At the advent of the NHS it was assumed ‘that removing financial barriers to access … would promote more equitable care and thus improve the health of the worse-off in society’ (Taylor and Field, 2003: 51). Equity was a founding principle of the NHS, including the responsibilities ‘to provide equity of access to effective health care’ and ‘to work in partnership with other agencies to improve health and tackle the causes of health inequalities’ (Acheson, 1998). Despite these admirable aims it has been argued that ‘the NHS often does little to combat inequality, and may even make it worse, by providing an inequitable service’ (Smith, 2007). A review after thirty years of the NHS stated that despite the Welfare State ‘the differences in mortality rates between social classes, are if anything getting wider rather than narrower’ (Maynard and Ludbrook, 1982: 98). It has even been suggested that the working classes may have benefited more before the NHS, when health care was organised amongst the working classes themselves in the form of ‘Friendly Societies’ (Green, 1985). Eckstein argued that the pre-NHS organisation of heath care was actually ‘biased in favour of the poorest sections of the community’ in terms of the financial burden and the location of hospitals (Maynard and Ludbrook, 1982: 108).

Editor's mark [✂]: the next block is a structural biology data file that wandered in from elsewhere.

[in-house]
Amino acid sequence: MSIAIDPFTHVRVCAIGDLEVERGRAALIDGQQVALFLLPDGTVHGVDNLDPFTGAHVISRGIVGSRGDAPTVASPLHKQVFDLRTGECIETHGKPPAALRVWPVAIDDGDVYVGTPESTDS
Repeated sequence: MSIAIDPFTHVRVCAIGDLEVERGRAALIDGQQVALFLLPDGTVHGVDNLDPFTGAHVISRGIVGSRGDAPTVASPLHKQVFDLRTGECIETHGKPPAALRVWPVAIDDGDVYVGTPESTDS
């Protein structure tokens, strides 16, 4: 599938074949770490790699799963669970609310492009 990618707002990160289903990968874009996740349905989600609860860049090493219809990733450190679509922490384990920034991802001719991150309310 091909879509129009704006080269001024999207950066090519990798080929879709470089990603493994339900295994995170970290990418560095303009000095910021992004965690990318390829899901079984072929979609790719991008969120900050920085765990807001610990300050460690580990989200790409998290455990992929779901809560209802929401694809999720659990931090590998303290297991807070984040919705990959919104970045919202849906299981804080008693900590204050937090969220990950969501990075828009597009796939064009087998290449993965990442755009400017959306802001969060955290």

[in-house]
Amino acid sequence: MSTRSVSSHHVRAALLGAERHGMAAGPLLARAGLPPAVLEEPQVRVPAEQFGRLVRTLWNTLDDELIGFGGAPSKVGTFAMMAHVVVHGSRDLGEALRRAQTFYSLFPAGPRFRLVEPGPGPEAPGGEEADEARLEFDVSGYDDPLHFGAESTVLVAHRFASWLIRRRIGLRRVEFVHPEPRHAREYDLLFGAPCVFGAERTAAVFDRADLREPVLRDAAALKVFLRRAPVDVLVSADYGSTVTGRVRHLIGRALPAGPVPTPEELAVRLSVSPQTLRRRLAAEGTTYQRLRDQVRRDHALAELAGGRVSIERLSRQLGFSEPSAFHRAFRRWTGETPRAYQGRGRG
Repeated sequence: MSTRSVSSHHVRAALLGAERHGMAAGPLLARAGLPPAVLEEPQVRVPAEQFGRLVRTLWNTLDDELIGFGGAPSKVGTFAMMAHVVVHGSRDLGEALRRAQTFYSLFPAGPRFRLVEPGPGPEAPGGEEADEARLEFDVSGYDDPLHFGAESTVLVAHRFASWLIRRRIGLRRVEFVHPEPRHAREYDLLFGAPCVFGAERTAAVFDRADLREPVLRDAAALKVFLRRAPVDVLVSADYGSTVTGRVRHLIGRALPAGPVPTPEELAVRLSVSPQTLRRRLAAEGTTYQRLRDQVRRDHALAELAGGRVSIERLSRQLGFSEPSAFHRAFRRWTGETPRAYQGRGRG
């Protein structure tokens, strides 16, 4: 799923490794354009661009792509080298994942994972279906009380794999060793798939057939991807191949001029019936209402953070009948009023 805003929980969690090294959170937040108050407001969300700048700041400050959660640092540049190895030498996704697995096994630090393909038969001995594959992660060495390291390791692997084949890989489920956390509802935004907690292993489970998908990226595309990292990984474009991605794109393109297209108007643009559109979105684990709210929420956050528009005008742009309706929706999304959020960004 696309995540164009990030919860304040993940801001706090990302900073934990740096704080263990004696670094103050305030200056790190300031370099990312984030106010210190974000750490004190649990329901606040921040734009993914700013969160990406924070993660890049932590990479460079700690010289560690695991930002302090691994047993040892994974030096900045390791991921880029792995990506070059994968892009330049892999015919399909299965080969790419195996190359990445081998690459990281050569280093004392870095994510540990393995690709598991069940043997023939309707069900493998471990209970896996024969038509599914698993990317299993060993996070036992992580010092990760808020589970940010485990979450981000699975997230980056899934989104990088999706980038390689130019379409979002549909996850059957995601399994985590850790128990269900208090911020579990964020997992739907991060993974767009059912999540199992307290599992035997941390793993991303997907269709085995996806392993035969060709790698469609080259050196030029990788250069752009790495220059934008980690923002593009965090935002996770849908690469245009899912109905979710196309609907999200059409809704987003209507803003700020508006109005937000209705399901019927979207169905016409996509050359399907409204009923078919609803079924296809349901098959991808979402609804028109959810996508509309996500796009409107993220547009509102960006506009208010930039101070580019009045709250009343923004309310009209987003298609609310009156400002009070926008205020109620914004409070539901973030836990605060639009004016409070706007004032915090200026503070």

Whilst there are some conceptual difficulties in measuring the equity of healthcare, for example defining ‘need’, and the difference between access and utilisation (Seddon, 2007: 81), evidence from the Black Report suggests that the use of services by lower social classes is less than would be expected given their poorer health status (Maynard and Ludbrook, 1982:111). Furthermore healthcare expenditure per patient is higher for socioeconomic groups I and II and decreases with socioeconomic class (Maynard and Ludbrook, 1982:111). Such evidence shows that the NHS has not achieved its aims of equalising access to health care for all (Mayard and Ludbrook, 1982: 110); this has significant implications as if it delivers an inequitable service then ‘the NHS becomes a producer of inequalities in health and part of the explanation of why inequalities are widening’ (Watt, 2008: 459).

These are not new criticisms of the NHS; unequal provision was previously commented on by Julian Tudor-Hart, among others, who termed this negative relationship between need and health care the ‘Inverse Care Law’ (1971). Given the problem of the health gap and the role of health care in relation to this, this project aims to provide a reappraisal of the Inverse Care Law: to investigate whether the law still exists today and if so whether it may still be characterised as Hart first described it. Finally the source of this inverse relationship will be considered. These aims will be achieved through both reviewing the literature and recent studies as well as conducting primary analysis of a secondary dataset to test the findings of the literature review.